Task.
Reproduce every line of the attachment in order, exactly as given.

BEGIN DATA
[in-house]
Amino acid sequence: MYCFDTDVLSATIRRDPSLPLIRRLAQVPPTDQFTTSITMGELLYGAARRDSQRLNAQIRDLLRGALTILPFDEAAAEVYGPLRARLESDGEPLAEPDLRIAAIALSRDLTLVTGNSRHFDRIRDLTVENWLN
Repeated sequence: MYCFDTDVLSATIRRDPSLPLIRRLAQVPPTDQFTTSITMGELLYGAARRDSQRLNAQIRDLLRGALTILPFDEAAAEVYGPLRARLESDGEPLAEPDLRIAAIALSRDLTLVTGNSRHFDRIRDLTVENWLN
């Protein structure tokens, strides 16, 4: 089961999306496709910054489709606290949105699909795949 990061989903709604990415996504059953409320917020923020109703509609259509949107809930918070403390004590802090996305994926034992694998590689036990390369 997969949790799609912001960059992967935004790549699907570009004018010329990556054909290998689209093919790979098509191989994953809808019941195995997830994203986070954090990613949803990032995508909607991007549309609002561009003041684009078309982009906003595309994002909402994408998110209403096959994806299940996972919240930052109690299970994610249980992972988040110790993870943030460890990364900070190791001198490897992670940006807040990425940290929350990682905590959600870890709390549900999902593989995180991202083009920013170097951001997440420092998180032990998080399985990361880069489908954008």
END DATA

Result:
[in-house]
Amino acid sequence: MYCFDTDVLSATIRRDPSLPLIRRLAQVPPTDQFTTSITMGELLYGAARRDSQRLNAQIRDLLRGALTILPFDEAAAEVYGPLRARLESDGEPLAEPDLRIAAIALSRDLTLVTGNSRHFDRIRDLTVENWLN
Repeated sequence: MYCFDTDVLSATIRRDPSLPLIRRLAQVPPTDQFTTSITMGELLYGAARRDSQRLNAQIRDLLRGALTILPFDEAAAEVYGPLRARLESDGEPLAEPDLRIAAIALSRDLTLVTGNSRHFDRIRDLTVENWLN
């Protein structure tokens, strides 16, 4: 089961999306496709910054489709606290949105699909795949 990061989903709604990415996504059953409320917020923020109703509609259509949107809930918070403390004590802090996305994926034992694998590689036990390369 997969949790799609912001960059992967935004790549699907570009004018010329990556054909290998689209093919790979098509191989994953809808019941195995997830994203986070954090990613949803990032995508909607991007549309609002561009003041684009078309982009906003595309994002909402994408998110209403096959994806299940996972919240930052109690299970994610249980992972988040110790993870943030460890990364900070190791001198490897992670940006807040990425940290929350990682905590959600870890709390549900999902593989995180991202083009920013170097951001997440420092998180032990998080399985990361880069489908954008």